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The War of the Rebellion: A Compilation of the Official Records of the Union and Confederate Armies

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OFFICIAL RECORDS: Series 1, vol 25, Part 2 (Chancellorsville)
Page 623 Chapter XXXVII. CORRESPONDENCE, ETC.-CONFEDERATE.

I fear may not now be on that duty, as an order has been received here (Special Orders, Numbers 20, Paragraph XX, Adjutant and Inspector General's Office) directing to report to General Beauregard, and he may have reported accordingly without my knowledge.

I have the honor to be, with great respect, your obedient servant,

R. E. LEE,

General.


HEADQUARTERS ARMY OF NORTHERN VIRGINIA, February 14, 1863.

Honorable JAMES A. SEDDON, Secretary of War:

SIR: After dispatching my letter to you this morning, I received information from one of my scouts on the enemy's left that a small steamer with troops had on Sunday passed down the Potomac; that since that time seven large steamers and five or six transports, towed by the steamers, and laden with troops, had also descended the Potomac. On the 11th and 12th instant no movements had been observed.

This evening I received information from scouts on the enemy's right up to the 12th instant. Two report that the Ninth Army Corps of General Hooker's army had embarked at Belle Plain, and sailed for Suffolk; that a large fleet of transports was at Aquia Creek, and there was other evidence of a general move. Their cavalry had been withdrawn from Spotted Tavern and Hartwood Church toward the railroad, leaving pickets in their stead. Sigel's corps is still at Stafford Court-House. Three brigades had reached Washington. The infantry at Union Mills Ford (Bull Run) were leaving for Washington, and the cavalry for Stafford Court-House. Prisoners captured by General Hampton report that General Hazen, with three regiments of infantry, seven pieces of artillery, and a squadron of cavalry, was to leave Union Mills Ford yesterday for Washington.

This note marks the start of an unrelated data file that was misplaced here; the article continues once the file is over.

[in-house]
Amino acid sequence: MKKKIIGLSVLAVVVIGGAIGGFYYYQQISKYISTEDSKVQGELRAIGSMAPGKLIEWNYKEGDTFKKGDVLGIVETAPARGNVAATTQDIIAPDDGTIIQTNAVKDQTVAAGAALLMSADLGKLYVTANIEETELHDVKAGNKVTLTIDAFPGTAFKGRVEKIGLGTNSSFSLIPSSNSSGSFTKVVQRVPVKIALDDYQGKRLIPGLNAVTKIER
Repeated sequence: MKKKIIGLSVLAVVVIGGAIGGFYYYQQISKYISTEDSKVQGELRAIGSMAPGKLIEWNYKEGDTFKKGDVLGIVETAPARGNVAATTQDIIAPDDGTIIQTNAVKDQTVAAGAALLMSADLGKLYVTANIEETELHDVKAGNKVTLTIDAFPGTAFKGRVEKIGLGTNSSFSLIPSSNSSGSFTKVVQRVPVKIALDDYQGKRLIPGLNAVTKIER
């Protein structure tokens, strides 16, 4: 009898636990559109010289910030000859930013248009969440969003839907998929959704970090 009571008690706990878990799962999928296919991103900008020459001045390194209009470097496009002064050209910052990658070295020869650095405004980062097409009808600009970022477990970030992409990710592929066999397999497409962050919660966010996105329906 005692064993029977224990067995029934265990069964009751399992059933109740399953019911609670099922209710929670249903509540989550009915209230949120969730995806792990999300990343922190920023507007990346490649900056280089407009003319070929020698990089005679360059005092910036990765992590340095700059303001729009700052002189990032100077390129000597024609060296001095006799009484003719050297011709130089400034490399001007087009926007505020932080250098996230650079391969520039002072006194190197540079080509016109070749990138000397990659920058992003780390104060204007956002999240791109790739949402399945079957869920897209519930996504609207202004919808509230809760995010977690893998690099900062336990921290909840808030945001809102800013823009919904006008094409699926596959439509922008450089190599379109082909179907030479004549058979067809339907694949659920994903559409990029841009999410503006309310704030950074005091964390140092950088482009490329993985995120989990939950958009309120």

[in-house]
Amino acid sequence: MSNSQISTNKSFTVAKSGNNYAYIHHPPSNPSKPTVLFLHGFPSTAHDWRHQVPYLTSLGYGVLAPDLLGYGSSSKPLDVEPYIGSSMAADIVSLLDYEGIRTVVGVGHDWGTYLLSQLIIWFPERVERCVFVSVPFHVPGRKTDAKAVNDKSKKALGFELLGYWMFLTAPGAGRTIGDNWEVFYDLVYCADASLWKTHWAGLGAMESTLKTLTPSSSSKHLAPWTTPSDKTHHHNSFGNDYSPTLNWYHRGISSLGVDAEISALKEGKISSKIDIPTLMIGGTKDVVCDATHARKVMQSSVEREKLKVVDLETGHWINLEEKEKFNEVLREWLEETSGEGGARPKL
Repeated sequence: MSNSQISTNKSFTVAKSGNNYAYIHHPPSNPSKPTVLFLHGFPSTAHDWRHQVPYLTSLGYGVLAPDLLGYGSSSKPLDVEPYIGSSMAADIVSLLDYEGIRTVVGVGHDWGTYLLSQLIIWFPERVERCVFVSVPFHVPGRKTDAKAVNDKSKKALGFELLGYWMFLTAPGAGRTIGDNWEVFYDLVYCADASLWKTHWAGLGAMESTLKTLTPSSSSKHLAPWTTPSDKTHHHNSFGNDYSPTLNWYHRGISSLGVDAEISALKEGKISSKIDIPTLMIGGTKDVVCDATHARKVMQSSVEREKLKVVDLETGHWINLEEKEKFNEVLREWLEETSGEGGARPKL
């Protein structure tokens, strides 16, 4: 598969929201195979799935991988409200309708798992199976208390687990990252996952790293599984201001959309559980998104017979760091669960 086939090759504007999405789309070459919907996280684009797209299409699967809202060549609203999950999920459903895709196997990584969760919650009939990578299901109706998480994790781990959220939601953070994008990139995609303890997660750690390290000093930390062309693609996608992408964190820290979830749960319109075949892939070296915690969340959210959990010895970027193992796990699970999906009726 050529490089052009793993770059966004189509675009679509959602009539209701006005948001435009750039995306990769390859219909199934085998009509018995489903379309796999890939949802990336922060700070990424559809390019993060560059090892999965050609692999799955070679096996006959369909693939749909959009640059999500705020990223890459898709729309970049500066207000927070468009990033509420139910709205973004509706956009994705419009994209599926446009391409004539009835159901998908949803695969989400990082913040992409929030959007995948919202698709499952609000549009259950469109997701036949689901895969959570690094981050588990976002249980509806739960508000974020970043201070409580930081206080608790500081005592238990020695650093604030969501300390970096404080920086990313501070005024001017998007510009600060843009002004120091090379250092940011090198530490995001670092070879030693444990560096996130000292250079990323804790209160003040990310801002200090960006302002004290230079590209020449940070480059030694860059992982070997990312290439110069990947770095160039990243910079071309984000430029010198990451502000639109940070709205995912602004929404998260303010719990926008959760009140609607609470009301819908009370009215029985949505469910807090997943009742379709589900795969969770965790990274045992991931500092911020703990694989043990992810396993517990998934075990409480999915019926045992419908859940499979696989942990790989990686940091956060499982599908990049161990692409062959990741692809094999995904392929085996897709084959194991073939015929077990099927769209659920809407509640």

I have directed General Pickett's division to march to-morrow for Richmond, and General Hood's division to be held in readiness. One of the scouts reported that it was the Second Army Corps which had embarked for Suffolk. Although it is stated that their destination is Suffolk, should no other troops follow I think it probable that this corps is intended to re-enforce their army in South Carolina; but, should its real destination be Suffolk, General Pickett's division will be ample to resist it.

I have the honor to be, with great respect, your obedient servant,
R. E. LEE,

General.

HEADQUARTERS, February 15, 1863.

General J. E. B. STUART, Commanding Cavalry:

GENERAL: That you may be advised of what is transpiring within the enemy's lines, I send you last report of scouts.

A large body of troops have been reported to have landed at Newport News on the 11th. I think there is but little doubt that a corps of the enemy has gone down the river. It is said in the Northern papers that it is General W. F. Smith's. It may be for some special purpose, or it may be the beginning of a general move and change of base. If you find, on your arrival at Culpeper, that such is the case, and that the opportunity of striking a damaging at the enemy is greater on the


Page 623 Chapter XXXVII. CORRESPONDENCE, ETC.-CONFEDERATE.
OFFICIAL RECORDS: Series 1, vol 25, Part 2 (Chancellorsville)
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